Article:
WET 7: Cool Smart Surfaces Tackle Heat Islands

Global urban adoption of Smart Surfaces would cost-effectively deliver a 15% CO2e emissions reduction and 5°F of city-wide cooling—with enormous co-benefits

California is trying to solve multiple problems simultaneously: rising heat, inequality, clean air & water, and making cities and neighborhoods more resilient and sustainable


As average temperatures rise, and storms grow more forceful, progressive city renewal leaders are making compelling analyses and implementing smart surfaces that enable cities to better utilize sun and rain to cut costs and enhance livability.


On January 19th, Greg Kats of Smart Surfaces Coalition and Greg Spotts of StreetsLA, joined SSV Water Director, Dennis Murphy for an informative conversation about solutions to two problems facing cities, particularly in low income areas:


  • Heat islands form in areas with a high density of dark rooftops, roads, and parking lots. Dark urban surfaces absorb heat and make cities 9 degrees (F) warmer in summer on average. Neighborhoods with less vegetation and more dark surfaces can get even hotter


  • Impervious surfaces increase flooding, mold, and water pollution. These conditions are exacerbated by heavy rainstorms and flooding seen in recent years attributed in part to climate change.


Smart Surfaces help combat these problems to make cities more livable and environmentally just.


What are Smart Surfaces?


Smart Surfaces help cool heat islands, transform sun rays into electricity, and recharge groundwater when it rains.  Examples of Smart Surfaces include

  • tree canopies provide shade, clean air, sequester carbon, and reduce flooding risk
  • reflective roofs, which are light in color, reflect light and heat
  • shade structures reduce heat in outdoor public areas
  • solar photovoltaic panels convert sunshine to electricity and provide shading for buildings, sidewalks and other public areas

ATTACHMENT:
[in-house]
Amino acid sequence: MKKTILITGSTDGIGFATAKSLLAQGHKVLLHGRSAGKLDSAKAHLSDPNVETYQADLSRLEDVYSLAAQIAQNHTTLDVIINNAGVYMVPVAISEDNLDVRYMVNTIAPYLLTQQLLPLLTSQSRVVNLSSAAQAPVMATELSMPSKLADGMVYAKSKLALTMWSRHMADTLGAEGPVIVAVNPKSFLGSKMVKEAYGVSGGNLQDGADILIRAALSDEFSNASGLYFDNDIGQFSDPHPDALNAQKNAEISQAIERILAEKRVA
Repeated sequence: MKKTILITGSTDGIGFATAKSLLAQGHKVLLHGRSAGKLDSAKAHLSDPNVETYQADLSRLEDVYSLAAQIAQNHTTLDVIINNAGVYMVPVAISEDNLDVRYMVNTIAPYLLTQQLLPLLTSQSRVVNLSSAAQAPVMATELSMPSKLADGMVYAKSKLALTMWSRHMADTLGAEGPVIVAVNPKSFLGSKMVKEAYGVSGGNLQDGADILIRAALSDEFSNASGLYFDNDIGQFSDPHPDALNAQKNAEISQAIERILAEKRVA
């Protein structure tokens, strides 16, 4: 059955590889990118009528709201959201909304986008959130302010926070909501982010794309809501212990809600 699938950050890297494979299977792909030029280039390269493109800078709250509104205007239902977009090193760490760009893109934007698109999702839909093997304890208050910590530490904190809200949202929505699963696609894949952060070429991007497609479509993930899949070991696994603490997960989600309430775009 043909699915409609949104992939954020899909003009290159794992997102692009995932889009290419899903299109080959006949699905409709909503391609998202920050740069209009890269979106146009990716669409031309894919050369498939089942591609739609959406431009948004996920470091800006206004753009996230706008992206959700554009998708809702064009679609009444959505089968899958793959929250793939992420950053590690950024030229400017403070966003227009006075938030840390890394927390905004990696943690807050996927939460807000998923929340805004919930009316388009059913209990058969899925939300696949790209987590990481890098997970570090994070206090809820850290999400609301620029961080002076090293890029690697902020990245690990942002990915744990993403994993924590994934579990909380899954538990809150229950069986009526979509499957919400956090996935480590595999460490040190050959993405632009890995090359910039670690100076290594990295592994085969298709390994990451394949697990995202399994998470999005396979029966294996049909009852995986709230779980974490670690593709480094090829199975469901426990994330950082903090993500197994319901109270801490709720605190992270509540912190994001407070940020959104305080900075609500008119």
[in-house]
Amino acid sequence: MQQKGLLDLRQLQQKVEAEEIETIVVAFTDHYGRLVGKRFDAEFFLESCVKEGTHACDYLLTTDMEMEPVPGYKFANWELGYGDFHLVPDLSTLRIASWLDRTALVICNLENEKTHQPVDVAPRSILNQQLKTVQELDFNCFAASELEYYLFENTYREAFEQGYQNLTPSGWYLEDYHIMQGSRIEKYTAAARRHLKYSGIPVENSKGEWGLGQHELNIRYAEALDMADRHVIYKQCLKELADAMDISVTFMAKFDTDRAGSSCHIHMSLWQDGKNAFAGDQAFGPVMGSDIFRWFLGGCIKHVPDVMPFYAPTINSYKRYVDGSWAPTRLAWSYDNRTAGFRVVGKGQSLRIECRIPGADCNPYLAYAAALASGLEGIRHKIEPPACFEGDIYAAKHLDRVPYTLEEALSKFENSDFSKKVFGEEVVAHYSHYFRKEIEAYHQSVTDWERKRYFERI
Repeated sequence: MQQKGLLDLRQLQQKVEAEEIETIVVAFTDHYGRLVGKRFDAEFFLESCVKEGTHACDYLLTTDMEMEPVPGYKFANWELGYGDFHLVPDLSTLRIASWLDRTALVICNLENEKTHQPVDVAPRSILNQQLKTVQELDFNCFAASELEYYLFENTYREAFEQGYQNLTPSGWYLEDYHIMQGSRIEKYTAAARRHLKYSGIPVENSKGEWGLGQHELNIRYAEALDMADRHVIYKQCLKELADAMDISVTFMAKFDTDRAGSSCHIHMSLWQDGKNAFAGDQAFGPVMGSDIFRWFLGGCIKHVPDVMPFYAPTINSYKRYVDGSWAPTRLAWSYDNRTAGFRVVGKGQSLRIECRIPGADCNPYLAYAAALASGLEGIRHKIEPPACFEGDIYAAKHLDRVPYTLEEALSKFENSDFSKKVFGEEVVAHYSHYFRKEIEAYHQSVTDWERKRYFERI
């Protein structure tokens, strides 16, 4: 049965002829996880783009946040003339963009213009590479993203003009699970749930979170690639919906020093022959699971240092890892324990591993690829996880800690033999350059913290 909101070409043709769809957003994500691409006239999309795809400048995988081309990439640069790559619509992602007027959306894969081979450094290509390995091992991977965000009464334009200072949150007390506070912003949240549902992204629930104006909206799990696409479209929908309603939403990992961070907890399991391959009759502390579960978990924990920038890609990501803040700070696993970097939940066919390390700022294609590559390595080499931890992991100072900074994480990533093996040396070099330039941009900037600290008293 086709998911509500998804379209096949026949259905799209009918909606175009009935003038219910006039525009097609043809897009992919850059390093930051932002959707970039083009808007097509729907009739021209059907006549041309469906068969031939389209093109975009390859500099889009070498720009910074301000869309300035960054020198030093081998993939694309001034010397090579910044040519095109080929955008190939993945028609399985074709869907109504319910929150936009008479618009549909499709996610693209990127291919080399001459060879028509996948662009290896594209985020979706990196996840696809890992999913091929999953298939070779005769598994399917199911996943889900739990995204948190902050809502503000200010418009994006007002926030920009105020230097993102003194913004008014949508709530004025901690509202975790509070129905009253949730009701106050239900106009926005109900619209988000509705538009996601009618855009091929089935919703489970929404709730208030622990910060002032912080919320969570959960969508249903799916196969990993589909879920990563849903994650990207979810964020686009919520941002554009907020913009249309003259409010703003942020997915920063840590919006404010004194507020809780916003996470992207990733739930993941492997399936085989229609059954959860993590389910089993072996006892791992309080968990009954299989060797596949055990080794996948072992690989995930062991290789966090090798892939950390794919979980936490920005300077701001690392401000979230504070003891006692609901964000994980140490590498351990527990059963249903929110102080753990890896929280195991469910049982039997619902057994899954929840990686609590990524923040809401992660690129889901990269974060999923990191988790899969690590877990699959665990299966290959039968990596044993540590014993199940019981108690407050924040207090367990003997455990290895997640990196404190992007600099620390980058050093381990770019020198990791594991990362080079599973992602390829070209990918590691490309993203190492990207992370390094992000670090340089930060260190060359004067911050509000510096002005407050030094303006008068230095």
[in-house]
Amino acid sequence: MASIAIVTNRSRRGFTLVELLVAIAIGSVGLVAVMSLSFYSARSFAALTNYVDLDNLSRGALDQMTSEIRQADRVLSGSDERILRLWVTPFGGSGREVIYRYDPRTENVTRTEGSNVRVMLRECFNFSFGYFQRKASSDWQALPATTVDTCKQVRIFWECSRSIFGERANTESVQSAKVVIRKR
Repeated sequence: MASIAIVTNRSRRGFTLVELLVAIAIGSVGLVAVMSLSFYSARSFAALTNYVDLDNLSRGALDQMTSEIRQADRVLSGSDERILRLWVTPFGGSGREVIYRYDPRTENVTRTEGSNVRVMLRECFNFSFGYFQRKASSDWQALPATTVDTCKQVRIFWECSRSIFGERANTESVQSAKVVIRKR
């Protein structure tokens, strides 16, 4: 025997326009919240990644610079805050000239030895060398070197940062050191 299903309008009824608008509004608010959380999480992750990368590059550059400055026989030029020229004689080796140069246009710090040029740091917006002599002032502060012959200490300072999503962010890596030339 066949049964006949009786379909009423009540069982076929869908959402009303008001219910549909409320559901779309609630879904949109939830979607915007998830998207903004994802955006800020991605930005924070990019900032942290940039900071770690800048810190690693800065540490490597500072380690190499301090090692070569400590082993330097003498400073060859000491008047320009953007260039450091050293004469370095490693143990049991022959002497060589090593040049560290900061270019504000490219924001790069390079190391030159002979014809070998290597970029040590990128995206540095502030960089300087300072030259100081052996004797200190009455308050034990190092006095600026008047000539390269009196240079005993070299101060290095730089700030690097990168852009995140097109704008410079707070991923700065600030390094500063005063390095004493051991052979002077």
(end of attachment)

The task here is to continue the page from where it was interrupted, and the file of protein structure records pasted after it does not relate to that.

• green roofs provide shading, reduce building energy use, clean the air, as well as absorb water
  • pervious surfaces allow rain to recharge ground water and reduce pollution, storm water runoff and flood risk
  • reflective roads, highways, and parking areas – cut global warming, reduce pollution, and decrease city air temperature.


What are Benefits?


Smart surfaces have numerous economic and societal benefits. Public health is improved from fewer heat related deaths and emergency room visits, improved mental health and reduced respiratory issues in children.  Energy bills for air conditioning and carbon emissions are lower. Cities save money on water management infrastructure. Improved quality of life makes the city more attractive for residents, businesses, and visitors which is good for the local economy and city coffers.


How do the Benefits vs. Costs Compute?


While each city has a unique mix of dark surfaces, vegetation, pervious vs. impervious surfaces, weather and water conditions, Smart Surfaces Inc has developed analytical framework for analyzing benefits and costs of different types of Smart Surface initiatives. In terms of temperature reduction, reflective roofs are the most impactful. Trees as well as reflective parking areas and roads yield similar benefit/cost ratios, which is lower than estimated for reflective roofs, but can be accomplished with a lower level of investment. Solar PV has the highest benefit:cost ratio because of the energy cost savings, but it typically  involves a large investment. Permeable parking areas and sidewalks have an attractive benefit:cost ratio based on level of water infrastructure savings.


As a Smart Surfaces Coalition partner, Sustainable Silicon Valley will be helping to spread the word about the benefits of Smart Surfaces to bay area city leaders. 



Watch video with Jackson Becce of Smart Surfaces demonstrating the financial modeling and cost benefit analysis using tools  that powered the recent Stockton Report.


Shade from street trees substantially drops temperatures in their surrounding areas.